Humans see by receiving waves of visible spectrum light
bouncing off objects, and radar
systems bounce radio waves
off objects for receivers to "see" -- but detecting electromagnetic waves
in the visible or radio wave ranges through building walls and other solid objects has long-challenged technicians because light and radio waves do not pass through sold objects in quantities large enough for human eyes or radar receivers to detect; now Lincoln Lab researchers have devised a new system that can penetrate walls and form instant images of what is happening behind them from stand-off distances, ScienceDaily reported
The new device, attached to a movable cart, is an uncomplicated array of two rows of antennas -- 13 transmitters below and eight receivers on top -- connected to computers.
Project leader Gregory Charvat explained
that signal loss, both penetrating the wall and returning, can be solved by adding relatively inexpensive amplifiers, but developing a system with enough range, resolution and speed to be useful in action presented the greatest challenge:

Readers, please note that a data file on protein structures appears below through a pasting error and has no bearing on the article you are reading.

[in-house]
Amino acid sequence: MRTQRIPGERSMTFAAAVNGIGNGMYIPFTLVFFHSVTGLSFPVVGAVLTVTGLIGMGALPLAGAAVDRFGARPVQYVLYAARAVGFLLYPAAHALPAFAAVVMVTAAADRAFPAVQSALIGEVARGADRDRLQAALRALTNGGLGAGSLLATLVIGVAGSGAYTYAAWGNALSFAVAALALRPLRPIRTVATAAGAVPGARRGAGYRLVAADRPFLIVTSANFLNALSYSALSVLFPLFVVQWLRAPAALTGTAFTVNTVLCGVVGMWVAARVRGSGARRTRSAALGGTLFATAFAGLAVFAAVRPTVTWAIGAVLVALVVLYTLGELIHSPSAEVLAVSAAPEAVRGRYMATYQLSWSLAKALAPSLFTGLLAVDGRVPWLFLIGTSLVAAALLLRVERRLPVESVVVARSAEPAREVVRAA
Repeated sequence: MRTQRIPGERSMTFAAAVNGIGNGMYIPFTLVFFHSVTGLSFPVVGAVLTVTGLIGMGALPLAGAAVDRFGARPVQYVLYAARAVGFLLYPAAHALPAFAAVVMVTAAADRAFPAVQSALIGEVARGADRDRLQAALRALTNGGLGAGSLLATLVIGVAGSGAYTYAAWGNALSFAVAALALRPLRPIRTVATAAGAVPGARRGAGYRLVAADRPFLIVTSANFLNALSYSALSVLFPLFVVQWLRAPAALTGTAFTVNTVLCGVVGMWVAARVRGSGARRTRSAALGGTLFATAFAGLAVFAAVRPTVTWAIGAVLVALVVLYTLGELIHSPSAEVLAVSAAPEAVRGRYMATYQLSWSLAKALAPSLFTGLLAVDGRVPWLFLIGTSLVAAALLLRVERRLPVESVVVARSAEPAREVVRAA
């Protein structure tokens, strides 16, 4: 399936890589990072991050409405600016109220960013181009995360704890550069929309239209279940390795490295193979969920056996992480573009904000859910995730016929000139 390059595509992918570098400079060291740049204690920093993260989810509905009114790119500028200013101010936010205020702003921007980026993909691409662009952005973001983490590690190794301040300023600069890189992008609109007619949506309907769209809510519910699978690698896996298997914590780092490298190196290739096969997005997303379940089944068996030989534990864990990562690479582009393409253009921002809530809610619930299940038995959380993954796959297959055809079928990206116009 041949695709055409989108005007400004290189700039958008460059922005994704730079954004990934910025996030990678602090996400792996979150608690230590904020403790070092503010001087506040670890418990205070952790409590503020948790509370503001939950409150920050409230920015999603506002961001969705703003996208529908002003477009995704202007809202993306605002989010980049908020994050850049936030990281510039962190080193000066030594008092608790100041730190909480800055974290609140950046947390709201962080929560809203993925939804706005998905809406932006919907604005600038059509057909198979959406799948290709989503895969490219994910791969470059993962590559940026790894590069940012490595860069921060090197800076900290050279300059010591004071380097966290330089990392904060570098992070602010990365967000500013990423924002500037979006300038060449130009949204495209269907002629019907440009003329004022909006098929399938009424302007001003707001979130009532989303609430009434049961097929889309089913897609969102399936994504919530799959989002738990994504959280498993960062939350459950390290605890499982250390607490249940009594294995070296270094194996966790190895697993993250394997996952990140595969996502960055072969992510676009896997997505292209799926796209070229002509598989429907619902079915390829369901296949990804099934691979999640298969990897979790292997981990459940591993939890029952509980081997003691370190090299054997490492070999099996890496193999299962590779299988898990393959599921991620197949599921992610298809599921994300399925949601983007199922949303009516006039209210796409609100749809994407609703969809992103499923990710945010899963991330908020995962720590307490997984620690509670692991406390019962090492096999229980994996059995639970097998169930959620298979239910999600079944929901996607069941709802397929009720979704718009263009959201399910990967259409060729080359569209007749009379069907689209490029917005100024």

“If you’re in a high-risk combat situation, you don’t want one image every 20 minutes, and you don’t want to have to stand right next to a potentially dangerous building.”
Using S-band waves
, the range used by Wi-Fi, Lincoln Lab’s system, which is about eight and a half feet long, generates real-time video images of motion behind walls up to 60 feet away at 10.8 frames per second; the team tested the device at 20 feet, a realistic range for urban combat situations, according to the team.
The system's computer processor works by a subtraction method that compares new pictures to previous shots and analyzes what changes, so the new radar only detects moving targets making even small motions -- furniture would not show in the display, but human locations would appear as moving "blobs" in a birds-eye view.
A next step is tweaking the algorithms to automatically interpret the blobs as clear, user-friendly symbols.
The team recently presented and published a paper
detailing their through-wall radar imaging system.